++ed by:
MRAMBERG

1 PAUSE user
1 non-PAUSE user.

Chase Whitener
and 2 contributors

NAME

UV::Poll - Poll handles in libuv

SYNOPSIS

  #!/usr/bin/env perl
  use strict;
  use warnings;

  use UV;

  # assume we have a file/IO handle from somewhere
  # A new handle will be initialized against the default loop
  my $poll = UV::Poll->new(fileno($handle));

  # Use a different loop
  my $loop = UV::Loop->new(); # non-default loop
  my $poll = UV::Poll->new(fileno($handle), $loop);

  # setup the handle's callback:
  $poll->on(poll => sub {"We're prepared!!!"});

  # start the handle
  $poll->start(UV::Poll::UV_READABLE);
  # or, with an explicit callback defined
  $poll->start(UV::Poll::UV_READABLE, sub {
    my ($invocant, $status, $events) = @_;
    say "override any other callback we already have";
  });

  # stop the handle
  $poll->stop();

DESCRIPTION

This module provides an interface to libuv's prepare handle.

Poll handles are used to watch file descriptors for readability, writability and disconnection similar to the purpose of poll(2).

The purpose of poll handles is to signal us about socket status changes. Using UV::Poll for any other purpose is not recommended; UV::TCP, UV::UDP, etc. provide an implementation that is faster and more scalable than what can be achieved with UV::Poll, especially on Windows.

It is possible that UV::Poll handles occasionally signal that a file descriptor is readable or writable even when it isn't. The user should therefore always be prepared to handle EAGAIN or equivalent when it attempts to read from or write to the fd.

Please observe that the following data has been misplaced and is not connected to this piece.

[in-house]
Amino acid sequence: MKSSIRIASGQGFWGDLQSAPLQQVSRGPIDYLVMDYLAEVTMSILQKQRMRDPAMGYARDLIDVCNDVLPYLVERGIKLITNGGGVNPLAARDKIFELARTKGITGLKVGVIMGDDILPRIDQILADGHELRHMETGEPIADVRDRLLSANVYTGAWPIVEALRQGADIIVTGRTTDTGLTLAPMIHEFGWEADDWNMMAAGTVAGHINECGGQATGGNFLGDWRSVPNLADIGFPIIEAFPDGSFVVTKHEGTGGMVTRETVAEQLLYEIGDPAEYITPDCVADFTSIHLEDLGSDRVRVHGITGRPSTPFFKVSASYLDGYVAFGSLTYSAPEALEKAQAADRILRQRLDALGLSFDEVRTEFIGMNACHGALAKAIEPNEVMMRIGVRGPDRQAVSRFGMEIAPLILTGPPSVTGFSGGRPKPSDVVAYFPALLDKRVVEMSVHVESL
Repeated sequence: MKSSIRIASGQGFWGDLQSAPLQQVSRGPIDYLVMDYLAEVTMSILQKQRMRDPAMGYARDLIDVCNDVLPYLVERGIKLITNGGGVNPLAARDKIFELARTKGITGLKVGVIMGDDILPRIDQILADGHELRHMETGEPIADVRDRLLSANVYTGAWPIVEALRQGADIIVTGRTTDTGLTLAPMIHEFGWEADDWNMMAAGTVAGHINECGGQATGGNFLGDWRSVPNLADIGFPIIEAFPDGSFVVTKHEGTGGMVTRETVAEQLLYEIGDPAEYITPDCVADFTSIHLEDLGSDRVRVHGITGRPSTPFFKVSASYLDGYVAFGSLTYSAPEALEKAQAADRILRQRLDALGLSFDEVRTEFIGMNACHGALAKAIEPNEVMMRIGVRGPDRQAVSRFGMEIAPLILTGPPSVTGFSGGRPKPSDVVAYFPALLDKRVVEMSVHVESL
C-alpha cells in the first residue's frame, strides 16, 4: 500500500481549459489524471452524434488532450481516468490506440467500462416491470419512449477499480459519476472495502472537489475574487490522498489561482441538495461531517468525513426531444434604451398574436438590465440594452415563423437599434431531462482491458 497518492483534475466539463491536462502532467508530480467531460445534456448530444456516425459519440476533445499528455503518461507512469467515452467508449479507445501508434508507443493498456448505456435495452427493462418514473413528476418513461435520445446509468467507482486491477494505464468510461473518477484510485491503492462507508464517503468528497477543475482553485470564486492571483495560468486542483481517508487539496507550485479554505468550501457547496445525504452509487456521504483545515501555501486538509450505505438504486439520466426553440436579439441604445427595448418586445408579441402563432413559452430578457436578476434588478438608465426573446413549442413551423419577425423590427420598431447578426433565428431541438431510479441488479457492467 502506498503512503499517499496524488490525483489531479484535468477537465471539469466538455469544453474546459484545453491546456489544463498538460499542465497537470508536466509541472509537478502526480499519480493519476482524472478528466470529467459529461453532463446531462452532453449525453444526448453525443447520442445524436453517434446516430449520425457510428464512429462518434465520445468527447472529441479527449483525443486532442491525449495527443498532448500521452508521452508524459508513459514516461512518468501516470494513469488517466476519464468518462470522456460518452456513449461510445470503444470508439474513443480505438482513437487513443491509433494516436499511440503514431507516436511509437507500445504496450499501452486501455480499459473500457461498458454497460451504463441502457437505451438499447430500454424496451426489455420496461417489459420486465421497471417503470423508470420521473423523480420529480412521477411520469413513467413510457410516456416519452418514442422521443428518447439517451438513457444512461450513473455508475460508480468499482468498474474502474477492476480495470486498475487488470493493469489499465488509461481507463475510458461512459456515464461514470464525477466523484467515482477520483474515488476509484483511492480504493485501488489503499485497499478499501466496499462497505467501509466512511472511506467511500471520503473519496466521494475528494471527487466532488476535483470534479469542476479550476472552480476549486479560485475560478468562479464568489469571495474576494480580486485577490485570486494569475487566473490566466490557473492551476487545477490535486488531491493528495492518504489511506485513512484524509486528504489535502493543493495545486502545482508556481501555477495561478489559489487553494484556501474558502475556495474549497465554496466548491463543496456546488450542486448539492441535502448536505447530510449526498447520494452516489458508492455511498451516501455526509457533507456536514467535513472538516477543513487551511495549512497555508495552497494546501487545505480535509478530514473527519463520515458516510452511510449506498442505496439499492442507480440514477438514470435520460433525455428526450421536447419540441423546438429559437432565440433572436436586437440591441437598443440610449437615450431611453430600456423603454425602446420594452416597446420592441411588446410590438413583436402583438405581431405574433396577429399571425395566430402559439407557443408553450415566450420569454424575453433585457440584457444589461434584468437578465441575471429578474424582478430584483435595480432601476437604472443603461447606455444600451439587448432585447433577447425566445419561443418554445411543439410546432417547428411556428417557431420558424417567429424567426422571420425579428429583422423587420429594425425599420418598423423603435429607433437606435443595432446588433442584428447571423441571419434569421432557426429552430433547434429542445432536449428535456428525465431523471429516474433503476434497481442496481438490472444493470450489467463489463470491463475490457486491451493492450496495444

It is not okay to have multiple active UV::Poll handles for the same socket, this can cause libuv to busyloop or otherwise malfunction.

The user should not close a file descriptor while it is being polled by an active UV::Poll handle. This can cause the handle to report an error, but it might also start polling another socket. However the fd can be safely closed immediately after a call to "stop" in UV::Poll or "close" in UV::Handle.

* Note: On Windows, only sockets can be polled with UV::Poll handles. On Unix, any file descriptor that would be accepted by poll(2) can be used.

* Note: On AIX, watching for disconnection is not supported.

CONSTANTS

POLL EVENT CONSTANTS

UV_READABLE

UV_WRITABLE

UV_DISCONNECT

UV_PRIORITIZED

EVENTS

UV::Poll inherits all events from UV::Handle and also makes the following extra events available.

poll

    $poll->on(poll => sub {
        my ($invocant, $status, $events) = @_;
        say "We are here!";
    });
    my $count = 0;
    $poll->on(prepare => sub {
        my $invocant = shift; # the handle instance this event fired on
        if (++$count > 2) {
            say "We've been called twice. stopping!";
            $invocant->stop();
        }
    });

When the event loop runs and the handle is ready, this event will be fired. UV::Poll handles will run the given callback once per loop iteration, right before polling for i/o.

METHODS

UV::Poll inherits all methods from UV::Handle and also makes the following extra methods available.

new